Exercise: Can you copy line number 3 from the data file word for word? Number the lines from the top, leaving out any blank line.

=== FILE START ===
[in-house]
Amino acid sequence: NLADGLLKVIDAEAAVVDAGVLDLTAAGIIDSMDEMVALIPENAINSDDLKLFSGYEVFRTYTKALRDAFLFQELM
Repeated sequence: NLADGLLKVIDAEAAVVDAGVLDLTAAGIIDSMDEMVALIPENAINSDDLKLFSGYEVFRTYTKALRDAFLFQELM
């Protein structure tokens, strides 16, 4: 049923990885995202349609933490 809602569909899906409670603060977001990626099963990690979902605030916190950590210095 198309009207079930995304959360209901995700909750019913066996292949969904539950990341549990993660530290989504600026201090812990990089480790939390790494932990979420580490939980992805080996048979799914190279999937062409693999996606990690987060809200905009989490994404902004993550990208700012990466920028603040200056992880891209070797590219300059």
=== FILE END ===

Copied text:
Repeated sequence: NLADGLLKVIDAEAAVVDAGVLDLTAAGIIDSMDEMVALIPENAINSDDLKLFSGYEVFRTYTKALRDAFLFQELM